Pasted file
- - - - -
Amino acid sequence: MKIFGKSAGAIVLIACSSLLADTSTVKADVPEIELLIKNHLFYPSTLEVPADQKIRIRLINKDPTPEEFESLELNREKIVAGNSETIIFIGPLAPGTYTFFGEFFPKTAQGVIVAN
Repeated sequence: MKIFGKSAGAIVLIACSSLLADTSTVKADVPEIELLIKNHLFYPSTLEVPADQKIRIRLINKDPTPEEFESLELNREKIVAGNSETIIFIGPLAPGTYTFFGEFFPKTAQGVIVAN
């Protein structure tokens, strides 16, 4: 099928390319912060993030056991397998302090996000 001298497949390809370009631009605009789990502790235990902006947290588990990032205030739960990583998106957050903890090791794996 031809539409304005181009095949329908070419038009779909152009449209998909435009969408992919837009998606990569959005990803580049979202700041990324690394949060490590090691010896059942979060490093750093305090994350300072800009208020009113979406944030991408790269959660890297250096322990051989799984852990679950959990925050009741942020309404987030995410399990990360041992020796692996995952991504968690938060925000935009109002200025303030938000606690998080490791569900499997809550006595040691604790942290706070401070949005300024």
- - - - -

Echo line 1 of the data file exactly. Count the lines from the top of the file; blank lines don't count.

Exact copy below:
Amino acid sequence: MKIFGKSAGAIVLIACSSLLADTSTVKADVPEIELLIKNHLFYPSTLEVPADQKIRIRLINKDPTPEEFESLELNREKIVAGNSETIIFIGPLAPGTYTFFGEFFPKTAQGVIVAN